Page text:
- newDemocracy has built relationships with important advocates, mostly former politicians, which has helped to open doors.
- Practitioners everywhere despair of processes that simply invite superficial public opinion (without any enquiry or critical thinking).
- More decision makers are asking 'what do people think when they're given time to really think about the issues?'
- The success of recent processes puts the wisdom of everyday people on display, and continues to inspire community members, professionals and decision-makers alike.
Megan, some people say that deliberation is not really possible in the digital space. What have you got to say about that?
Digital deliberation is already here. While it’s early days, tools and techniques are available for people to try to see how they can make digital deliberation work for them.
There are companies who make technology and tools to better support face-to-face deliberative processes; and other organisations working to make digital engagement processes more deliberative. In a recent webinar, Dr Crispin Butteriss, Chief Practice Officer at Bang the Table discussed how surveys, forums and other tools can encourage digital deliberation. Additionally, platforms such as Synthetron empower large groups of people to have a one-hour discussion about a topic to help organisations make decisions.
It seems, digital engagement can be made more deliberative by structuring online content differently. This encourages people to consider more detailed information and take more time to think through their responses before sharing views online.
Meanwhile, online tools can enhance face-to-face deliberation through polls, online collaboration software and video conferencing (to name a few). Also, participants in a deliberative process could use digital engagement tools to test ideas with the wider community.
Max, how have you used digital tools in deliberative processes in the past? How do you see yourself using them in the future?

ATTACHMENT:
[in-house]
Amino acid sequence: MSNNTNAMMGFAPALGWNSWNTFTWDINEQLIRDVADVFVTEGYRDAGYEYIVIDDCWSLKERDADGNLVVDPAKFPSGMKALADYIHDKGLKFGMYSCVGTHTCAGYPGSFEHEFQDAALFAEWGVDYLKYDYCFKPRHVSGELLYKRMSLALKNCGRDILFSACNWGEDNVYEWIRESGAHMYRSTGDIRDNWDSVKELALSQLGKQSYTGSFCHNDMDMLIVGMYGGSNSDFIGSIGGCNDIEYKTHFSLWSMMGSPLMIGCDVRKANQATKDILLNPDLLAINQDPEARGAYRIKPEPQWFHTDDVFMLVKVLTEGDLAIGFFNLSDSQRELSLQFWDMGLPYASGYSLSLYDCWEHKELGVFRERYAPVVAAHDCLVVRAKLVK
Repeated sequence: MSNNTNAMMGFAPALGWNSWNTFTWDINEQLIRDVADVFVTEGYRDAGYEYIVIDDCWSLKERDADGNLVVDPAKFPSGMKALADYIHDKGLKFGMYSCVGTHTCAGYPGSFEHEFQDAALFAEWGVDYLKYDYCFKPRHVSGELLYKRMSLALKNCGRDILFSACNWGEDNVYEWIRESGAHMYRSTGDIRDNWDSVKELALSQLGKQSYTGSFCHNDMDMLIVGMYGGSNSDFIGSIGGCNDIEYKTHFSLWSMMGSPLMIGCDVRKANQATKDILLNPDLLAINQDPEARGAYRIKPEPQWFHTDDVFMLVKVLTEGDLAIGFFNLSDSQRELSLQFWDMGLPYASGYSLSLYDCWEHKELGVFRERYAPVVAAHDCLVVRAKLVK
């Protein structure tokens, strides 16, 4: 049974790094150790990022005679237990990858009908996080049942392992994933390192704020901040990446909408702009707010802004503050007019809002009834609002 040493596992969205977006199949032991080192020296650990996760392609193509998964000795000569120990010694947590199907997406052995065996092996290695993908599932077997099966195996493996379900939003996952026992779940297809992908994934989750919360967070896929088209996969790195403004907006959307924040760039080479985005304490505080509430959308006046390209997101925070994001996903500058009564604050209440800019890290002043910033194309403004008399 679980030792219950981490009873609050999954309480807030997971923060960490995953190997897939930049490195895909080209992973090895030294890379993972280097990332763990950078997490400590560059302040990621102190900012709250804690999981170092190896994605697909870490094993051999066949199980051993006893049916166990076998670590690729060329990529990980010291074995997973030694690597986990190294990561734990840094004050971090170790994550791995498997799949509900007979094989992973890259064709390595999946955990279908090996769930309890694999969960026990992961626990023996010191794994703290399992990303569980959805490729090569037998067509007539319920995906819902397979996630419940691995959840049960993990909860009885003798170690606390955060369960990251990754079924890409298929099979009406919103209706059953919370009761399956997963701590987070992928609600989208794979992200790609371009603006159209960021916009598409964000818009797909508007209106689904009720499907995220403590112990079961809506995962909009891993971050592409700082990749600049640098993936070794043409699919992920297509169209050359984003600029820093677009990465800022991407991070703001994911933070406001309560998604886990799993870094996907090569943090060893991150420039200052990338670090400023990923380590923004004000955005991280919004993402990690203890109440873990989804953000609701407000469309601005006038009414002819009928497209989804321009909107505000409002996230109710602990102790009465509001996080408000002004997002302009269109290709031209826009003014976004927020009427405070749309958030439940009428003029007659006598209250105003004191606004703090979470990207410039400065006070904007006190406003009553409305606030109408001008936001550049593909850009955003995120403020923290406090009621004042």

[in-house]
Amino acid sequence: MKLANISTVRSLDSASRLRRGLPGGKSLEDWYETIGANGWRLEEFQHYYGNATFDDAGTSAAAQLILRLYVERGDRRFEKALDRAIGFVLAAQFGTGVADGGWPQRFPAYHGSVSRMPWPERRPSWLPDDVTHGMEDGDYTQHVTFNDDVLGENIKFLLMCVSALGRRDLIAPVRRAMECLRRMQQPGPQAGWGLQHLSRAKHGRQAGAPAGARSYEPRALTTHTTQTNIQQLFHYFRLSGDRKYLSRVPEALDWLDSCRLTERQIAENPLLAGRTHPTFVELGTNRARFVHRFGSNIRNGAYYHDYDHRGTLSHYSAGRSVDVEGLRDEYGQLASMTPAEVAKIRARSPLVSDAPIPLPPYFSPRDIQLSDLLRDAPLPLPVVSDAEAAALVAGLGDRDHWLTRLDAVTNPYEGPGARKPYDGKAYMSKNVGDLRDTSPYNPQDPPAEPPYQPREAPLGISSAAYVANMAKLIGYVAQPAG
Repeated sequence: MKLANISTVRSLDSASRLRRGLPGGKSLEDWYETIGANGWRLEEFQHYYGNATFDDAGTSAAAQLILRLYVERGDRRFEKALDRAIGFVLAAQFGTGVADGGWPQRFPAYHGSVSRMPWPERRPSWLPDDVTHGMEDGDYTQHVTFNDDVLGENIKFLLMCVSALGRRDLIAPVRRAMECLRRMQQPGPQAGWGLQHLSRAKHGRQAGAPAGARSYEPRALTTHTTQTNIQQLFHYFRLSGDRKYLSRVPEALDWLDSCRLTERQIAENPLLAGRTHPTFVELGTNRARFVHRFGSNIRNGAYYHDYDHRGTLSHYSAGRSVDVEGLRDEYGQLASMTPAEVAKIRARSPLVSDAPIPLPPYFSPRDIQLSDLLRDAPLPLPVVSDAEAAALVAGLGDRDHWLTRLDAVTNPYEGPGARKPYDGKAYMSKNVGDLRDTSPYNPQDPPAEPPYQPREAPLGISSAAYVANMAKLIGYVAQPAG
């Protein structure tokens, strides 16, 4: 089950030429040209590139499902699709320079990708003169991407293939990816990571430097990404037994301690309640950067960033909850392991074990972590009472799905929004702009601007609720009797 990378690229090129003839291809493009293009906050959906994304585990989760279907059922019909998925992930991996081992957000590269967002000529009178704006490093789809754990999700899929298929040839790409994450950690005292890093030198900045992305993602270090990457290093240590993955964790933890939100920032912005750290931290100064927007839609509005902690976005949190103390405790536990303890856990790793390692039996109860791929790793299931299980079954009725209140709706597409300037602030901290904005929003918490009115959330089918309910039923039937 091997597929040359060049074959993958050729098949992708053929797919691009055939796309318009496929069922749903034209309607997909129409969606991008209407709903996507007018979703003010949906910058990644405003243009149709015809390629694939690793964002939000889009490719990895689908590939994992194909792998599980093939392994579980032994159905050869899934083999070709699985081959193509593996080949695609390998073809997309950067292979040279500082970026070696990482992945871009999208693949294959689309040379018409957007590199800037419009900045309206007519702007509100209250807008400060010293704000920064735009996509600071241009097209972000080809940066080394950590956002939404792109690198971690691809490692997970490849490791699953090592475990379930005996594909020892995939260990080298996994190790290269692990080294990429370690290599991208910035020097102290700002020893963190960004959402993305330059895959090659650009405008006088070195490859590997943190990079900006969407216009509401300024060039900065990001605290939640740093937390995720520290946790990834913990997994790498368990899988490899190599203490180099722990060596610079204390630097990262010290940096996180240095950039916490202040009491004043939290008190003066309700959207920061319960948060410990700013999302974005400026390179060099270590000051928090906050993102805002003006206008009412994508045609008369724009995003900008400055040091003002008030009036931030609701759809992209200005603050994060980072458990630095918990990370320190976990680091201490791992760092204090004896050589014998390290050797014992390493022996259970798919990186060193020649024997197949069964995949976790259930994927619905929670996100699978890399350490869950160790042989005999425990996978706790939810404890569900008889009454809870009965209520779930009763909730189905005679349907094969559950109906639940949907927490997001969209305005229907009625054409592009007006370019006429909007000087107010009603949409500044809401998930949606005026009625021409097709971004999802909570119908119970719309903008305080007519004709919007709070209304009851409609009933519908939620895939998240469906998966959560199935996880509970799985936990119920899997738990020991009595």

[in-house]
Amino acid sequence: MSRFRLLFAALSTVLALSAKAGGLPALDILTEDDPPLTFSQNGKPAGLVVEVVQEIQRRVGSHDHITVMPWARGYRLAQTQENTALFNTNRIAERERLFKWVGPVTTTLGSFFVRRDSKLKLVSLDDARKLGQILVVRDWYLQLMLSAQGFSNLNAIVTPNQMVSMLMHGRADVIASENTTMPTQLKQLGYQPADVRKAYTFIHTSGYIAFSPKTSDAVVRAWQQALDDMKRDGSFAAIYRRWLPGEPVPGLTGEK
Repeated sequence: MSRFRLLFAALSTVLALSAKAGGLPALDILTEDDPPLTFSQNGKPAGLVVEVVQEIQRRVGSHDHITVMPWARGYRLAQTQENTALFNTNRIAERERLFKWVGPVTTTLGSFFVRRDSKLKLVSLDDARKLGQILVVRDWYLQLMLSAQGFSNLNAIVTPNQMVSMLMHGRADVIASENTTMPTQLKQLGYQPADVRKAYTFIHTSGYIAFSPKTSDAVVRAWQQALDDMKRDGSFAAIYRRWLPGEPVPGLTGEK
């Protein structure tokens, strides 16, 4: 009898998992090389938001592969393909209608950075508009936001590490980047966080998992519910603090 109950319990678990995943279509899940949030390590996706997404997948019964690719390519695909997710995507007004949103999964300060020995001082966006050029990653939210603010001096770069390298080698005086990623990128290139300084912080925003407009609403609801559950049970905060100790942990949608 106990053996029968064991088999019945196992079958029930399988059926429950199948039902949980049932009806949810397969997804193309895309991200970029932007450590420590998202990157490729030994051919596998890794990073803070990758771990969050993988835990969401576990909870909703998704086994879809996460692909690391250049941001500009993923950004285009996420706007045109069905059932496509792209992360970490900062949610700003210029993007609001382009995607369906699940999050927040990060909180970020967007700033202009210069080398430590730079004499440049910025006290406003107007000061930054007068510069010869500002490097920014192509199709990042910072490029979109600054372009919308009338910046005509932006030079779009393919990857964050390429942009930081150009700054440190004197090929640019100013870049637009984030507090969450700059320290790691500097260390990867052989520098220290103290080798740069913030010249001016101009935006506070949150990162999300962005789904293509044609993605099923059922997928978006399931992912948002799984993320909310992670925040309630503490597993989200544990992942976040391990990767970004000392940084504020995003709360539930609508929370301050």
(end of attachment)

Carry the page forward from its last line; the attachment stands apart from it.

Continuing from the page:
I feel like I haven't used them nearly enough! But do I use polling apps often during face to face deliberative processes. Programs like Poll Everywhere allow you to: collect feedback to questions, crowdsource ideas and build word clouds.
I also see online forums as an interesting opportunity for digital deliberation. When moderating online forums I pose questions to invite people to appreciate the complexity of the issues and have seen some success. That said, I'm certain technology is at a point where digital engagement can be much more deliberative.
Megan, we both see digital deliberation an opportunity gather broad and deep insights on complex issues. What do you think makes this possible?
I’m a big believer that digital engagement works best when paired with some kind of real-world discussion, face-to-face activity or event/s. This is especially true for complex topics where people’s families, emotions, health, property and livelihoods are impacted.
Deliberative techniques invite a small cross section (12 - 400 people) of the community to: discuss complex issues, weigh up options and contextual information, and take time to think critically about their views. This generates ideas and recommendations from everyday people who have become experts on an issue; and deep qualitative insights.
In contrast, digital engagement techniques generally provide short snippets of information and encourage a broad range of people to share high-level views on issues. The project is made accessible to many more community members (100 - 10,000+ people). But, they'll likely have short attention spans and will provide even shorter answers. This is currently most useful as quantitive evidence of what the wider community thinks.
Combining digital with deliberation allows more people to be involved and provides you with both broad and deep insights. This allows organisations to design outcomes and make decisions with full visibility into community views and needs.
While you're here
Check out our other blog posts on community engagement. Thanks for taking the time to read our stuff! 🙂